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People Places Passions Pursuits

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People Places Passions Pursuits

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The University of Pennsylvania recently published a coffee table book. My photographs of the Fisher Fine Arts Library, an amazing red Victorian building designed by Frank Furness, were chosen for the front and back covers. This building made with red terra cotta is an endless visual treat to photograph.

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You can purchase the book online.

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The University of Pennsylvania in Philadelphia has a vibrant urban campus with a variety of old and new spaces. Thirty-nine of my photographs appear in the 130 page book, along with the work of other photographers.

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I Hate Having My Picture Taken

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I Hate Having My Picture Taken

If I had a dollar for every time someone said to me, "I hate having my picture taken," I could take an extra week's vacation each year. As a portrait photographer I strive to calm subjects' anxieties. Nervousness about having one's photograph taken is not a new worry. I was paging through a book of Ogden Nash poems recently and ran across this poem written in the 1930s.

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Waiting for the Birdie by Ogden Nash

Some hate broccoli, some hate bacon, I hate having my picture taken. How can your family claim to love you And then demand a picture of you? The electric chair is a comfortless chair, But I know an equally comfortless pair; One is the dentist’s, my good sirs, And the other is the photographer’s. Oh, the fly in all domestic ointments Is affectionate people who make appointments To have your teeth filled left and right. Or you face reproduced in black and white. You open the door and you enter the studio, And you feel less cheerio than nudio. The hard light shines like seventy suns, And you know your features are foolish ones. The photographer says, Natural, please, And you cross your knees and uncross your knees. Like a duke in a high society chronicle The camera glares at you through its monocle And you feel ashamed of your best attire, Your nose itches, your palms perspire, Your muscles stiffen, and all the while You smile and smile and smile and smile. It’s over; you weakly grope for the door; It’s not; the photographer wants one more. And if this experience you survive, Wait, just wait till the proofs arrive. You look like a drawing by Thurber or Bab, Or a gangster stretched on a marble slab. And all your dear ones, including your wife, Say There he is, that’s him to the life! Some hate broccoli, some hate bacon, But I hate having my picture taken.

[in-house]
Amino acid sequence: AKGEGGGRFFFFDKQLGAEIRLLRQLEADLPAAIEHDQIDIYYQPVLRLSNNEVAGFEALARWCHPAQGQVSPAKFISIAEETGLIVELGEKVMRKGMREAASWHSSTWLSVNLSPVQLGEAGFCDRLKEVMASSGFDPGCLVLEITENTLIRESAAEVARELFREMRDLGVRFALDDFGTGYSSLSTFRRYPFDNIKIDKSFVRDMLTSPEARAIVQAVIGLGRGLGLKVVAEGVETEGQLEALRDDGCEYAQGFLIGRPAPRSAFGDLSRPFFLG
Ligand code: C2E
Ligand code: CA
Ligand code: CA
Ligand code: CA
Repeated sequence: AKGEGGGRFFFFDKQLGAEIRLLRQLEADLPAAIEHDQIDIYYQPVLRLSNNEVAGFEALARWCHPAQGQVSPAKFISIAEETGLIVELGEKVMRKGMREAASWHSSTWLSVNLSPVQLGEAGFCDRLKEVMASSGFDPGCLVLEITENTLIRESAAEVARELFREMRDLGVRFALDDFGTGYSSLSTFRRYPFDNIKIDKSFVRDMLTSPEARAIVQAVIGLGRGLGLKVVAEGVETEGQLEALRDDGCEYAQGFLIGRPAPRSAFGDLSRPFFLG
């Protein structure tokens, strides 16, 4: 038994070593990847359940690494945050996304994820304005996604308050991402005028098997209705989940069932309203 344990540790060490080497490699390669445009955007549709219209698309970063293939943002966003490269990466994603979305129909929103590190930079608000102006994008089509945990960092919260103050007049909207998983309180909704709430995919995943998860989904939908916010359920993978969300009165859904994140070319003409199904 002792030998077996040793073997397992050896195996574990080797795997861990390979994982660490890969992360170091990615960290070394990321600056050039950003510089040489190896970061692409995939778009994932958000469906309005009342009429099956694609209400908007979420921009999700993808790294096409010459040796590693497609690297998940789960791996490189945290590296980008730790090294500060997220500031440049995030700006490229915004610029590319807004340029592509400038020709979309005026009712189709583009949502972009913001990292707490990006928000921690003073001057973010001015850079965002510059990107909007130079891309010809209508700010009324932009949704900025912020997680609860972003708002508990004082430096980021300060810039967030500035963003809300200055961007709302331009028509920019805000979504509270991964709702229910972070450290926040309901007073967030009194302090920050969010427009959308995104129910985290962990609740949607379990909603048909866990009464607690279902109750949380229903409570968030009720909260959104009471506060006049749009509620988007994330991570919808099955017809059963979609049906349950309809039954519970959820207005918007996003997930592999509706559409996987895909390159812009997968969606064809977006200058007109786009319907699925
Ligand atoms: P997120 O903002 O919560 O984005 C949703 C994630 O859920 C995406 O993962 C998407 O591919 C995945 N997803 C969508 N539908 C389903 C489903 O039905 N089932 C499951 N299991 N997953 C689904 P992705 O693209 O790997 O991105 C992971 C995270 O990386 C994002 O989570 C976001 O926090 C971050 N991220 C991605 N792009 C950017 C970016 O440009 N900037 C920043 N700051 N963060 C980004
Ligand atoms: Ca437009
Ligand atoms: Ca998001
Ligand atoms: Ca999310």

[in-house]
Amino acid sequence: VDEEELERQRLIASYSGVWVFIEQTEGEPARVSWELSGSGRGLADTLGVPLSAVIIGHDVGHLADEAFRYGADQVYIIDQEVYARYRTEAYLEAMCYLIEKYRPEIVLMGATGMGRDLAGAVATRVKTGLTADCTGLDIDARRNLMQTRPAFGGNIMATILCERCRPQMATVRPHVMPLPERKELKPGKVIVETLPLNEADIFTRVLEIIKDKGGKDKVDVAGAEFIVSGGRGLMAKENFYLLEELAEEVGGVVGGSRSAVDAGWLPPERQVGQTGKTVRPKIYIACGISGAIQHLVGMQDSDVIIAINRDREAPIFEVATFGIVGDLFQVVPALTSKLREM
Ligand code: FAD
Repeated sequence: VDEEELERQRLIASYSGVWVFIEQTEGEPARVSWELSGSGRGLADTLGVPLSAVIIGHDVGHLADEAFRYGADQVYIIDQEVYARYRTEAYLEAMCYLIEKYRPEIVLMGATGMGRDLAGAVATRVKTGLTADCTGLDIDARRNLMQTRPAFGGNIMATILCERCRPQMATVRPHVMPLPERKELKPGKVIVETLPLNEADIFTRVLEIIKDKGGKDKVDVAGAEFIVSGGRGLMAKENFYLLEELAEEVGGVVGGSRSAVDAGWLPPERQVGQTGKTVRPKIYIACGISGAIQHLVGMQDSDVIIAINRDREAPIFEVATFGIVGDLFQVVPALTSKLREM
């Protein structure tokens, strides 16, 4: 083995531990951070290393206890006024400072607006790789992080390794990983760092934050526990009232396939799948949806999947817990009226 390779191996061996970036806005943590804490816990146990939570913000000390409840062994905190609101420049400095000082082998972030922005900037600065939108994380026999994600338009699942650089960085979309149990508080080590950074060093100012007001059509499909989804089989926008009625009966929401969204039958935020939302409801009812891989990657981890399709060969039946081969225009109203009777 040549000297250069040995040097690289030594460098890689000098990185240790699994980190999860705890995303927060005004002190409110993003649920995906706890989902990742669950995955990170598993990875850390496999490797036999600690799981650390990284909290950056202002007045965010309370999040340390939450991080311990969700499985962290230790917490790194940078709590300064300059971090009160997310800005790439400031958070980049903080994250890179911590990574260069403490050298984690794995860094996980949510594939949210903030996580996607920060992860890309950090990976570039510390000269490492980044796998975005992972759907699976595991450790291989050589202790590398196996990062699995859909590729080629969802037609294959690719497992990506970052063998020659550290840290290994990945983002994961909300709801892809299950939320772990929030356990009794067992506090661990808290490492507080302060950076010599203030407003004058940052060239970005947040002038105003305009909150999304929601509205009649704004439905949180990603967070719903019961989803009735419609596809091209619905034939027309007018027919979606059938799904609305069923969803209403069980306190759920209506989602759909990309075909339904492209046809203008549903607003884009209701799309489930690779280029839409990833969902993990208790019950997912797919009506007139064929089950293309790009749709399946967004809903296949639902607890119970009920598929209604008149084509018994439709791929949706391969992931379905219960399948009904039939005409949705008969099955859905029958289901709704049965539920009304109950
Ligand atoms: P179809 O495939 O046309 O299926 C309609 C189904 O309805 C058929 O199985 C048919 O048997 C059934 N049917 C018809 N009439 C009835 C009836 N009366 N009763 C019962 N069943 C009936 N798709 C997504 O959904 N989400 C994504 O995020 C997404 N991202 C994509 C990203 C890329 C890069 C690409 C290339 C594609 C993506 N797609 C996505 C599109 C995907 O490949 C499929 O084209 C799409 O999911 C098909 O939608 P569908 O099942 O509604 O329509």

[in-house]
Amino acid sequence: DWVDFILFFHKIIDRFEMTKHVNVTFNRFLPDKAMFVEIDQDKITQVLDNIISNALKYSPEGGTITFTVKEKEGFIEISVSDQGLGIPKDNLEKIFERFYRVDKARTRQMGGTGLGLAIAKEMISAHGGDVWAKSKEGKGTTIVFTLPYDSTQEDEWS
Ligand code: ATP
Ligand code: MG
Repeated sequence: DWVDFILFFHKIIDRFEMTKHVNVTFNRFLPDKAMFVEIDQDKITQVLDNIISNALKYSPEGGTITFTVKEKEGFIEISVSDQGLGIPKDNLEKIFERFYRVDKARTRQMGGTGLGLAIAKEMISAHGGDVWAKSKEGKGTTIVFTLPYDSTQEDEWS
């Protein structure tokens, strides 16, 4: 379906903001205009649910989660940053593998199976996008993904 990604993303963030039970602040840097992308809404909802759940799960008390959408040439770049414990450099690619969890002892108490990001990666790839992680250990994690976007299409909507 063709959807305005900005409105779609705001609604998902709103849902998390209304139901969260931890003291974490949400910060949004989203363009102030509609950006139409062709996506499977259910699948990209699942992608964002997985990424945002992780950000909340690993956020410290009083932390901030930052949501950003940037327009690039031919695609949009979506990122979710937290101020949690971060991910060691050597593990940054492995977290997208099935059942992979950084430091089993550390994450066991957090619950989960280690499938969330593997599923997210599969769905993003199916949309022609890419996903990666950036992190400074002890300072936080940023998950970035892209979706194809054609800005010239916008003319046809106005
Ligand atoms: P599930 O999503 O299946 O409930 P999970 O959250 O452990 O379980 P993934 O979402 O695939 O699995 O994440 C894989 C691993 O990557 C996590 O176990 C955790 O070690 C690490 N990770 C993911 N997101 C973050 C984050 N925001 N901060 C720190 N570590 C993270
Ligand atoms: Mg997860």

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Robert Frank's "The Americans" Turns Fifty

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Robert Frank's "The Americans" Turns Fifty

This past weekend I visited Washington DC and saw the

exhibit at the National Gallery

of Robert Frank's photographs for his 1959 book,

The Americans

. This book of Frank's black & white photographs of America has been one of my favorite photo books since I first saw it in the late 1970s.

Casual and seemingly off hand, the photographs in The Americans paint a portrait of America in the 1950s vastly different than the sanitized image of the country portrayed in Life magazine and Saturday Evening Post. As a European outsider, Frank explored aspects of American culture that are not its best side--the racial divide between blacks and whites, the lonely interiors of bars, the sadness of the wrong side of the tracks.

For me some of the revelations of the exhibit at the National Gallery include seeing contact sheet and work prints of images that never made it into the final book. Frank shot 27,000 images in 35mm black & white on his various trips around the US in 1955 and 1956. He made rough prints of about 1,000 of those and ultimately pruned those down to 83 images. It fascinated me to see many strong images that never made the final cut.

The beauty and poetry of the book is the sum of all of the images rather than the heroics of any one specific image. There is a rhythm to the sequence of images in the book. Frank documented America's obsession with cars, the ubiquitous presence of American flags, and the despair and mystery of funerals, gas stations, diners and jukeboxes.

Another revelation to me was seeing the cover of the original published version of the book. Unable to find an American publisher willing to publish the book, Frank found a French publisher who issued the book in 1958. Copies of that version were on display. The cover features light blue graph paper representing a modern building coupled with a whimsical ink drawing of a sidewalk, pedestrians, a street lamp and an awning in a style similar to Saul Steinberg's New Yorker illustrations in the 1960s. This cover is bizarre because it is so different and disconnected from the dark and brooding photographs within.

In his introduction to the book, Jack Kerouac, author of

On the Road

, and a friend of Frank's sums up, "Anybody doesnt like these pitchers dont like potry, see? ....To Robert Frank I now give this message: You got eyes."

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